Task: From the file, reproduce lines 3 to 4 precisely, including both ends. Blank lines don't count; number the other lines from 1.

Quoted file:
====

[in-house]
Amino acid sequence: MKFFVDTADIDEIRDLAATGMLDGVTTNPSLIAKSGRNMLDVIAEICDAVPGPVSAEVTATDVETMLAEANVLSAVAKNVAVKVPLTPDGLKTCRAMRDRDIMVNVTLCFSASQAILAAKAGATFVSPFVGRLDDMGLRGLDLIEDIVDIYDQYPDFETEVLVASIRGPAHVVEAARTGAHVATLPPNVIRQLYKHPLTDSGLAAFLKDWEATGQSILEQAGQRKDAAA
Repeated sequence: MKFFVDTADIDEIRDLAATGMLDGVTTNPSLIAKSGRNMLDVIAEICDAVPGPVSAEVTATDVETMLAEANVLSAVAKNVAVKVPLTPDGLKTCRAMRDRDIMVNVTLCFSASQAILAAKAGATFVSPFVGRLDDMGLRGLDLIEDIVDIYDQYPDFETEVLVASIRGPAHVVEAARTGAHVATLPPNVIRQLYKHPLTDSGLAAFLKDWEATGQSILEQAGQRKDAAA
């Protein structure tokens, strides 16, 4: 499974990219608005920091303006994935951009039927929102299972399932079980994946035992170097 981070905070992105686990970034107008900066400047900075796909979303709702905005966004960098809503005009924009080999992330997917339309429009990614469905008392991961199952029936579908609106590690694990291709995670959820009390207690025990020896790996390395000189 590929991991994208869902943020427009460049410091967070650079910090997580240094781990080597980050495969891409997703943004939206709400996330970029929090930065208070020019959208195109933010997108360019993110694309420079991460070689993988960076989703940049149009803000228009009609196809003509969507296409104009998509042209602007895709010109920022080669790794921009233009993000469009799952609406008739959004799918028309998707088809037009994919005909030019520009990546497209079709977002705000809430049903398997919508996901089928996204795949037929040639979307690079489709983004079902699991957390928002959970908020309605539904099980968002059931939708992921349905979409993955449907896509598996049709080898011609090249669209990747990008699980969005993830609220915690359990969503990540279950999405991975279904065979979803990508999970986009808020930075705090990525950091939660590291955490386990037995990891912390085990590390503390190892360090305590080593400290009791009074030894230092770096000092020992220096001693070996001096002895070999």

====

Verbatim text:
Repeated sequence: MKFFVDTADIDEIRDLAATGMLDGVTTNPSLIAKSGRNMLDVIAEICDAVPGPVSAEVTATDVETMLAEANVLSAVAKNVAVKVPLTPDGLKTCRAMRDRDIMVNVTLCFSASQAILAAKAGATFVSPFVGRLDDMGLRGLDLIEDIVDIYDQYPDFETEVLVASIRGPAHVVEAARTGAHVATLPPNVIRQLYKHPLTDSGLAAFLKDWEATGQSILEQAGQRKDAAA
């Protein structure tokens, strides 16, 4: 499974990219608005920091303006994935951009039927929102299972399932079980994946035992170097 981070905070992105686990970034107008900066400047900075796909979303709702905005966004960098809503005009924009080999992330997917339309429009990614469905008392991961199952029936579908609106590690694990291709995670959820009390207690025990020896790996390395000189 590929991991994208869902943020427009460049410091967070650079910090997580240094781990080597980050495969891409997703943004939206709400996330970029929090930065208070020019959208195109933010997108360019993110694309420079991460070689993988960076989703940049149009803000228009009609196809003509969507296409104009998509042209602007895709010109920022080669790794921009233009993000469009799952609406008739959004799918028309998707088809037009994919005909030019520009990546497209079709977002705000809430049903398997919508996901089928996204795949037929040639979307690079489709983004079902699991957390928002959970908020309605539904099980968002059931939708992921349905979409993955449907896509598996049709080898011609090249669209990747990008699980969005993830609220915690359990969503990540279950999405991975279904065979979803990508999970986009808020930075705090990525950091939660590291955490386990037995990891912390085990590390503390190892360090305590080593400290009791009074030894230092770096000092020992220096001693070996001096002895070999």